VR is strange

Trends come and go, then come back again. A few years ago, Virtual Reality came back trying to become the next big thing in gaming. Everyone wanted to make a VR headset — Oculus, Samsung, Valve, Playstation… This wasn’t the first time we’d seen multiple VR headsets in the wild. Back in 1995, Nintendo released the Virtual Boy (a strange desktop VR kit that only used red lines and gave us all migraines). A few VR headsets had been created by tech companies back then. In the movie Blank Check (1994) Preston Waters buys an insane arcade-style VR rig for his giant mansion.

Technology is always constantly moving forward. Anytime you buy the newest tech, you have to be ready for it to be outdated in a couple of years (maybe sooner). Since HDTVs were first brought to the market most of us have been searching for the largest TV with clearest picture and the best features. When movies moved from VHS tapes to disc format, we first had DVDs then there were Blu-Rays (and HD DVDs — RIP), now we’ve moved onto 4K and that’s definitely not the last format we’ll see. It’s never going to stop, the only difference is that now we’re seeing smaller but still significant changes (like Ray Tracing).

I recently bought my first 4K TV and when choosing a TV I first had to figure out what type of TV I wanted (Crystal HD. SMART 4K. 8K. UHD. CURVED HD. OLED). I chose a good but not top of the line 4K model, one that would be in the mid-range price category and work well with what I needed it for (gaming and watching movies and shows). Imagine buying the most expensive and best version of a product only to be disappointed in a few months (or sooner) when they released a newer, better version.

Today, people watch their shows on their Laptops, Tablets or even smartphones. I know people who have watched full seasons of hour-long shows on their tiny phone. This doesn’t make sense to me. I want to watch my shows and movies on the largest screen possible. Sure, I’ll watch something on my iPad — if I’m on a plane or have no other choice.

It all started as a race to have the clearest, largest screen to play games on. We first played games on our tube televisions, then came the giant dresser-sized big screen TVs, we later moved on to flat TVs and HDTVs. And now the HD just keeps getting clearer and clearer. My first HDTV was a Samsun 720p flat-looking TV with a giant hump in the back.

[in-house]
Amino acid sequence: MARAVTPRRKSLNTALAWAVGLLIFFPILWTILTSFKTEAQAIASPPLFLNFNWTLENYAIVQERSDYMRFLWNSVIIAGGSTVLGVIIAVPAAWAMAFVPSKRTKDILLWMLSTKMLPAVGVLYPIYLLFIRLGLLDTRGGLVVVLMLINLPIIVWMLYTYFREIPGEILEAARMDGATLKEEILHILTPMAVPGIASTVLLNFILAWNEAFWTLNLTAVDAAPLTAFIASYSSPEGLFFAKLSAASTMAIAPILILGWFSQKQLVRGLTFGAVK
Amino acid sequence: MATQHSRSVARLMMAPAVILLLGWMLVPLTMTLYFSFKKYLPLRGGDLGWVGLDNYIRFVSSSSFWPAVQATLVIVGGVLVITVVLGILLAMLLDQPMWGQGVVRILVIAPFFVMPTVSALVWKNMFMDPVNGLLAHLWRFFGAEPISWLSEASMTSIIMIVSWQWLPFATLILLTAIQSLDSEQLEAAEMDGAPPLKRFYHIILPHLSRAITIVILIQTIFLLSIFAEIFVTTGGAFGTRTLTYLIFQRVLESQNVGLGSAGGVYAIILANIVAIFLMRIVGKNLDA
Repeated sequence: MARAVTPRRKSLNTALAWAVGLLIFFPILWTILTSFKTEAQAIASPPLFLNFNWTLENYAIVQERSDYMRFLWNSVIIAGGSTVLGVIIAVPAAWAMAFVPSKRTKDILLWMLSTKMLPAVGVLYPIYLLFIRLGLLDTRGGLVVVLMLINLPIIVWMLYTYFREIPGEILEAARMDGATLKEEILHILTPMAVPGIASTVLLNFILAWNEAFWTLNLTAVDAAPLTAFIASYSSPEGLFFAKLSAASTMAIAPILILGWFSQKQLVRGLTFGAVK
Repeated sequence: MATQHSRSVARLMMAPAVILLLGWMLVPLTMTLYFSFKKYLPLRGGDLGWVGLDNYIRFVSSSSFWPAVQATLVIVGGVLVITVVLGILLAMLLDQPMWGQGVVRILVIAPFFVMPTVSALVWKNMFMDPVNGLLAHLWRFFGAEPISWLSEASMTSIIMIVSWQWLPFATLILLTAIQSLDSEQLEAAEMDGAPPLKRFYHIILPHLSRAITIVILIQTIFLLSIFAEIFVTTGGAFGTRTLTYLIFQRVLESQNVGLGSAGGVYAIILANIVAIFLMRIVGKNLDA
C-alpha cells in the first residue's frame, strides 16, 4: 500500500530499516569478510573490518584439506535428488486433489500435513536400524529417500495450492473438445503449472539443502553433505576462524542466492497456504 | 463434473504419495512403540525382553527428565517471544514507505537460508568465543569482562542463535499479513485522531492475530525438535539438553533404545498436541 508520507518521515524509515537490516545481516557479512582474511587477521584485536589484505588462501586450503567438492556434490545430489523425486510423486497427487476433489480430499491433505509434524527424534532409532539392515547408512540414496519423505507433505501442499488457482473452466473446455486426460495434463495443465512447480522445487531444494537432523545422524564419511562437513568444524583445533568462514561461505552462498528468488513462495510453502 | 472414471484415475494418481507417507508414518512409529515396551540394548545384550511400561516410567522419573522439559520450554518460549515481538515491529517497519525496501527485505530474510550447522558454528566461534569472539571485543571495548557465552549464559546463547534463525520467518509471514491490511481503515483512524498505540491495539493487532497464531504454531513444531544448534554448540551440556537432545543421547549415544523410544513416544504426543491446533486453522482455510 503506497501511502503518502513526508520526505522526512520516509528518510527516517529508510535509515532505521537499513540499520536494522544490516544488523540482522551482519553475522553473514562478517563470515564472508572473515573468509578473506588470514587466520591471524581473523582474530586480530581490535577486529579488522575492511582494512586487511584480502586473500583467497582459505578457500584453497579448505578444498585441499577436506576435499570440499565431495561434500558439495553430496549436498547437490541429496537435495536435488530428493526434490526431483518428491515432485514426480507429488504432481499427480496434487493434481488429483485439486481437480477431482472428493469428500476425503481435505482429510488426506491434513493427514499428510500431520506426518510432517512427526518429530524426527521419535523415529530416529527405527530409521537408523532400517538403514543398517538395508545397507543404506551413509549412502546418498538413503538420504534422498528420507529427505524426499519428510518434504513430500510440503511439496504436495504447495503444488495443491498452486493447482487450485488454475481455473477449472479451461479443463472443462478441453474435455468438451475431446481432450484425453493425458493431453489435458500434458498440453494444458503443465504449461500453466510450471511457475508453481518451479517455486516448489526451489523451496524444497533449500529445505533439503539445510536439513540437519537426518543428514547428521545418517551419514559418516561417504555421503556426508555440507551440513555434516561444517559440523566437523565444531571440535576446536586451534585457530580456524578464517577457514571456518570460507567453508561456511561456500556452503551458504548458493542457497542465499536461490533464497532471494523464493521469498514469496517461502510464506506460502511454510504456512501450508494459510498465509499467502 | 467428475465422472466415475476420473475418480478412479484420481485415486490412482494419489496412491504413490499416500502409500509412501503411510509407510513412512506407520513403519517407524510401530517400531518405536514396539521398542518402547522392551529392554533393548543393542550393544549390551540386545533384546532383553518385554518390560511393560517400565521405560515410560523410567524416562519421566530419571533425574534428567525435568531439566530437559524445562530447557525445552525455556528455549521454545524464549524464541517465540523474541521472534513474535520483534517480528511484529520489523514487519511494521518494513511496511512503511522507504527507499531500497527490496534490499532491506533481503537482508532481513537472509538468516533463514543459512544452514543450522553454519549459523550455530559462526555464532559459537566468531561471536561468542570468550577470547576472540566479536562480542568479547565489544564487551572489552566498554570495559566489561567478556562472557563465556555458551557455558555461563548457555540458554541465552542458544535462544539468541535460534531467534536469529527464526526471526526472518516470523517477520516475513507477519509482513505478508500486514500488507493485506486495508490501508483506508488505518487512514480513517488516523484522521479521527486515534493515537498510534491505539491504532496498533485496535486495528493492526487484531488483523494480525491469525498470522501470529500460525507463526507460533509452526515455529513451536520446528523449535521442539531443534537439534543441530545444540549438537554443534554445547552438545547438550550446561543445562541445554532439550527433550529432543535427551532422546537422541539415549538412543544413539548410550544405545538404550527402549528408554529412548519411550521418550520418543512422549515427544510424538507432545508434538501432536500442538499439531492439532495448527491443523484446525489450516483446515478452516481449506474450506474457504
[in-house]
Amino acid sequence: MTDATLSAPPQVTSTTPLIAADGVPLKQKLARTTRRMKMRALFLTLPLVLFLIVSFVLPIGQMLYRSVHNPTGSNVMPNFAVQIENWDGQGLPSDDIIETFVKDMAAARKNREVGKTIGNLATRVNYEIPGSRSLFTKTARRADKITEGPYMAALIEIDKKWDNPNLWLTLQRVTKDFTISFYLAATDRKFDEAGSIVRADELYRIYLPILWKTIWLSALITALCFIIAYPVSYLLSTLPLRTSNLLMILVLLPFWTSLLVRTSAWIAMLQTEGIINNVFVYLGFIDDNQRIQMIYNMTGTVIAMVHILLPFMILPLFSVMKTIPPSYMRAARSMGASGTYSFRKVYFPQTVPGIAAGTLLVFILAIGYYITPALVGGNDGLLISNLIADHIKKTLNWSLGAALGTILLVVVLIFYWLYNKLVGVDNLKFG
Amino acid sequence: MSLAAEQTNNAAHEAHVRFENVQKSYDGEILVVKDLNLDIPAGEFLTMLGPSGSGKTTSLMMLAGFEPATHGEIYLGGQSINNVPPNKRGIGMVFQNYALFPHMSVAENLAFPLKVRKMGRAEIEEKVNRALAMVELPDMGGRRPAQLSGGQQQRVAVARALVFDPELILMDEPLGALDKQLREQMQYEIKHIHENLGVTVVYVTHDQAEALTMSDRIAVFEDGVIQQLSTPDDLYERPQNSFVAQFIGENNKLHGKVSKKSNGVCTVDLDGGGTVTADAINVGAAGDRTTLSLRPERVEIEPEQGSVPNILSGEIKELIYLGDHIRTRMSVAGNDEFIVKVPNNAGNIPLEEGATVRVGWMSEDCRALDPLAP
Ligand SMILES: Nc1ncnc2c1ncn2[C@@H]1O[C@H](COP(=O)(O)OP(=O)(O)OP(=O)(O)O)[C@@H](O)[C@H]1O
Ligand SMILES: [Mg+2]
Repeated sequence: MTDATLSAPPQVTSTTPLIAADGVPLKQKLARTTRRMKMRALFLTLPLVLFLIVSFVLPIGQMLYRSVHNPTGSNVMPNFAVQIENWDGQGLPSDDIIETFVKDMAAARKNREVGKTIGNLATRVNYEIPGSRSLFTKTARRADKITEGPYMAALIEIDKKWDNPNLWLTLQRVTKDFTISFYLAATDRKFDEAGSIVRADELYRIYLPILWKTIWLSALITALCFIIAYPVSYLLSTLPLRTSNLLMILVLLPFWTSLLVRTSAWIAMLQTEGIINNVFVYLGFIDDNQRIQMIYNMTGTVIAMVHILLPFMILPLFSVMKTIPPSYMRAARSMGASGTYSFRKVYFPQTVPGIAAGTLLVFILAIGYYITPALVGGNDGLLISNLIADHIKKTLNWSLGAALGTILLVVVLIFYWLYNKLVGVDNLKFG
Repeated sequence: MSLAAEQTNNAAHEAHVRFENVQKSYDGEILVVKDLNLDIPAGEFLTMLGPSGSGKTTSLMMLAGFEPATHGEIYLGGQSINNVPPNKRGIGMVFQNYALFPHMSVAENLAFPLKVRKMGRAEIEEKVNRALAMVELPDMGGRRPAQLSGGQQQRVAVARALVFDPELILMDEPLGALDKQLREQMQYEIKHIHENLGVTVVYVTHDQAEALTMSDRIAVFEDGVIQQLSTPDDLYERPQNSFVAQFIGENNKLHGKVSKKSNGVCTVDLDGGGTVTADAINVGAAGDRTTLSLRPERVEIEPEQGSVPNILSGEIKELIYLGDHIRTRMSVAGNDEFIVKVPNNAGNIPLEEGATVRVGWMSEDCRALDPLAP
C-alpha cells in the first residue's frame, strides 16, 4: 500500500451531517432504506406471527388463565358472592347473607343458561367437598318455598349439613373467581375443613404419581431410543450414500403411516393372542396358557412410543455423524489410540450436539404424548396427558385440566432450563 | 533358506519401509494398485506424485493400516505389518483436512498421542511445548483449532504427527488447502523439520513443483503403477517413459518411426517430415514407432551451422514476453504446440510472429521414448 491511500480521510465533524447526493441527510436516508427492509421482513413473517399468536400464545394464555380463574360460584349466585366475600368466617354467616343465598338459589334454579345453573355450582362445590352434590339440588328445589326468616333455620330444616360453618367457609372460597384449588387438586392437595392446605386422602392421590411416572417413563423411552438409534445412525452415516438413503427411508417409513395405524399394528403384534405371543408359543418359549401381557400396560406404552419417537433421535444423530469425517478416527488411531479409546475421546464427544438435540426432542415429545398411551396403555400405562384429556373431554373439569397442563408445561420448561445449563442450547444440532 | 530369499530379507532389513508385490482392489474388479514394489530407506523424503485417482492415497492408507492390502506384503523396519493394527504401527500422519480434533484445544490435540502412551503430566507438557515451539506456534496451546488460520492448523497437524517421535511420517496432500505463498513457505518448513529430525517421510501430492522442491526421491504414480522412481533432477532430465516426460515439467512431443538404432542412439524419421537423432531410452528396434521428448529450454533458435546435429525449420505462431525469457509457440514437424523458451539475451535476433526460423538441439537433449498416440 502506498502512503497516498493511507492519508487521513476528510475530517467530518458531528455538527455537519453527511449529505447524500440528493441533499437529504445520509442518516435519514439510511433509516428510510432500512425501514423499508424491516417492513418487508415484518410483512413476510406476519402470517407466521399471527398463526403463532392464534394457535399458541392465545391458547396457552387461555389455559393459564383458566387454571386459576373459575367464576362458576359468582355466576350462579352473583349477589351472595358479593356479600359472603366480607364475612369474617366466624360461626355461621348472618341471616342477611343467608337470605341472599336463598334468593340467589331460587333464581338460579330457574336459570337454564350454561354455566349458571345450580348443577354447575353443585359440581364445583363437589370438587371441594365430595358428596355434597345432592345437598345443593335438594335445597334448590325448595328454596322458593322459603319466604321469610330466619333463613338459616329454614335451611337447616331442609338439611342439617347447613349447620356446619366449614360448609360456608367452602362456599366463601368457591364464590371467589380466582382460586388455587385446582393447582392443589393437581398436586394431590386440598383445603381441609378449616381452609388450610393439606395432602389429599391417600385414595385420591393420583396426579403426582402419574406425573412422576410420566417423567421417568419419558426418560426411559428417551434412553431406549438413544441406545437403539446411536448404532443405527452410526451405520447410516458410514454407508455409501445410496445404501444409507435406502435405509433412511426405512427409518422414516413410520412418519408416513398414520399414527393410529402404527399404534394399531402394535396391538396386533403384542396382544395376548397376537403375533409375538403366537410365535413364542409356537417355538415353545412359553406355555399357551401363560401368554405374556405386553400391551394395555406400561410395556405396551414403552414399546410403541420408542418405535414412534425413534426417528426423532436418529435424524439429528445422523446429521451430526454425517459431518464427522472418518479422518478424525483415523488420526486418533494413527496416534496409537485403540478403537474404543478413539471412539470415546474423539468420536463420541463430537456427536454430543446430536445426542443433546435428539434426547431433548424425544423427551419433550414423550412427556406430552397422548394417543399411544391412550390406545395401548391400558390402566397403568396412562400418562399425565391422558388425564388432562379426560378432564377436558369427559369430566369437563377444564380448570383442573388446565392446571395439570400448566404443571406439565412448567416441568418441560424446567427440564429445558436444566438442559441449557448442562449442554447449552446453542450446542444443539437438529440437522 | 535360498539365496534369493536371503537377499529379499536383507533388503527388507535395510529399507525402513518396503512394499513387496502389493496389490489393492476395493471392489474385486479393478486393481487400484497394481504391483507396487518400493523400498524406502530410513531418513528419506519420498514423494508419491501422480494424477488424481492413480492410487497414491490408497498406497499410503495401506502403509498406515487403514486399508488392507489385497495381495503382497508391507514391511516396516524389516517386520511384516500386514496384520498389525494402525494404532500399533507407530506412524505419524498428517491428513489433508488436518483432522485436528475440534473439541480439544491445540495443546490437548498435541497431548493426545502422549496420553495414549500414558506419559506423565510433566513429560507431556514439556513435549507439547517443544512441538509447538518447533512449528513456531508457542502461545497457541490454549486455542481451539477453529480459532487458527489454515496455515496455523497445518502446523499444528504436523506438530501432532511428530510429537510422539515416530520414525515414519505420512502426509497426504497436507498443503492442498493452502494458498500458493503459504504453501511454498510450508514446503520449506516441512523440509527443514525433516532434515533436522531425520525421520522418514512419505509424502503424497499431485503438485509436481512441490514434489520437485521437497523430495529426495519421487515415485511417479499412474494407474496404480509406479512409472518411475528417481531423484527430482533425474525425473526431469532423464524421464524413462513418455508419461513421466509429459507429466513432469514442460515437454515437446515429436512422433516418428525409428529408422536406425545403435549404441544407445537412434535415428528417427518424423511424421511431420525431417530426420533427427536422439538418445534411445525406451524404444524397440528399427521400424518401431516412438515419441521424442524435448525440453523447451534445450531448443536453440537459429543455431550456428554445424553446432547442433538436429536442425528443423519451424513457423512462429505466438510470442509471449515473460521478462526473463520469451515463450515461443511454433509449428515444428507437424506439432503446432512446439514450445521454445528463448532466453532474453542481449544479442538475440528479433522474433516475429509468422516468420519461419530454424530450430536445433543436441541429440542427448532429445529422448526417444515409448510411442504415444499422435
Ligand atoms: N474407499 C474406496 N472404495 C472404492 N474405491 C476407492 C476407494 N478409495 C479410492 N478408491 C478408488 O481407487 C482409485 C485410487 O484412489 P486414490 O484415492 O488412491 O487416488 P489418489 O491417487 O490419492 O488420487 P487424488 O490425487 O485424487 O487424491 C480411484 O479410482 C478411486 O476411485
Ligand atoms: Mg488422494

When VR came back a few years ago it wasn’t about giant screens anymore. It’s all about putting two tiny screens in a helmet right in front of your face. Yes, it is a totally different experience and although I haven’t played much VR (just a few store trials here and there) it is very neat technology that has already been used in some great ways and will continue to get better.

I don’t plan on buying a VR headset anytime in the near future. But, if I was thinking about getting one I would have gone with PSVR just because I already own a PS4 Pro and some VR games in my library (thanks to PS Plus). Now that a PS5 VR headset has been sort of announced I may wait until I jump to the next-gen to think about purchasing my first VR headset. I am still supposed to borrow a friend’s PSVR headset just to try out Gran Turismo Sport, Star Wars Squadrons and possibly Resident Evil 7 (if I can handle it).

I think it’s very cool how far Virtual Reality has come, and I am always paying attention to where it’s going. I have a list of games I’d like to try out. And one day I will have my VR backlog, but for now I am excited just to play games the normal way — on my Nintendo Switch, PS4 Pro and sometimes PC.

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